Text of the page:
A new report shows that at least 50 Black women have died at the hands of law enforcement since 2015. Not one of the officers involved has been convicted.
“Violence towards Black girls and women has always received far too little coverage, leaving hte loved ones of countless victims of state-sanctioned murder without justice,” Arisha Hatch, vice president and chief of campaigns at Color of Change, told Insider.
The outlet compiled data from police reports and news stories to create a database of police-involved killings of Black women since 2015. The number of victims compiled in the report is 50, though the true number could be higher. Researchers at the University of Michigan documented the erasure and exclusion of Black women from social justice movements, which they attribute to the intersectional lived experiences Black women have.
“Black women are often overlooked in people’s conversations about racism and sexism even though they face a unique combination of both these forms of discrimination simultaneously,” lead researcher Stewart Coles said. “This ‘intersectional invisibility’ means that movements that are supposed to help Black women may be contributing to their marginalization.”
The #SayHerName campaign was founded in 2014 to raise awareness around Black women, girls, and femmes who are killed by police. The movement has galvanized attention and support around victims whose stories are not as well known.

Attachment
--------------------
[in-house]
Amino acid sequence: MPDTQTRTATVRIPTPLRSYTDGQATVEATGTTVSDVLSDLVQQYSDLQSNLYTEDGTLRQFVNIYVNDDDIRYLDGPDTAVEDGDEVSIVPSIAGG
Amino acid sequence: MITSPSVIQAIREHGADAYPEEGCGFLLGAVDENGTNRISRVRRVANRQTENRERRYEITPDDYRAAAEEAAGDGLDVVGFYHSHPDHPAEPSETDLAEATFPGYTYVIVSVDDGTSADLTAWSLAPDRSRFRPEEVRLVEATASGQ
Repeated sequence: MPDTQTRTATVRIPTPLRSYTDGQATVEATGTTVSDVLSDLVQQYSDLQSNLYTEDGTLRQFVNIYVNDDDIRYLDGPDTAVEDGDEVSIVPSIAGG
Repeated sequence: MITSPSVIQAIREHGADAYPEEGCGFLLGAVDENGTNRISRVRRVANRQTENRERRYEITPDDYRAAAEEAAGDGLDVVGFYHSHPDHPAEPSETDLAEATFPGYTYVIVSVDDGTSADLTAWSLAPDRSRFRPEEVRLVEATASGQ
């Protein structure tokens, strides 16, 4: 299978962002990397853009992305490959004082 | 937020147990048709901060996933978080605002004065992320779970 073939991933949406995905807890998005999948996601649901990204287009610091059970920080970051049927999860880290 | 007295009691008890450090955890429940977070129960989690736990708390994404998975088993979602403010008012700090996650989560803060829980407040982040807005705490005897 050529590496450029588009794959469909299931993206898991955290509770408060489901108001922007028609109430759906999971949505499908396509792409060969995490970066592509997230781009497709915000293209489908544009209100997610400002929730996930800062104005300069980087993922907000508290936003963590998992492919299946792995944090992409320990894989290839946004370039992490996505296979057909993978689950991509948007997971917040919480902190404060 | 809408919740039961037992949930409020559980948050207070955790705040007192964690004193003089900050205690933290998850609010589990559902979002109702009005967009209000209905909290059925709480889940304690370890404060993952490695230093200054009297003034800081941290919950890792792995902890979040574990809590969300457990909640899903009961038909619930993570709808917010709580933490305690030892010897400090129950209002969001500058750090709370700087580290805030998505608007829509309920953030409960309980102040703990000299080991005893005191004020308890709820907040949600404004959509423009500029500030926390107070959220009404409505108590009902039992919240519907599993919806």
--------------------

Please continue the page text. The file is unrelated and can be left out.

We honor victims here, saying their names. To those whose deaths we do not know about, may they also be remembered.
Angel Viola DeCarlo
Monique Jenee Deckard
Crystal Danielle Ragland
Morgan London Rankins
Shukri Ali Said
Michelle Lee Shirley
Tameka LaShay Simpson
Pamela Shantay Turner
Latasha Nicole Walton
To learn more about these women's stories, click here.
Reading about Black trauma can have an impact on your mental health. If you or someone you know need immediate mental health help, text "STRENGTH" to the Crisis Text Line at 741-741 to be connected to a certified crisis counselor. These additional resources are also available:
The National Suicide Prevention Lifeline 1-800-273-8255
The National Alliance on Mental Illness 1-800-950-6264
The Association of Black Psychologists 1-301-449-3082
The Anxiety and Depression Association of America 1-240-485-1001
For more mental health resources, click HERE.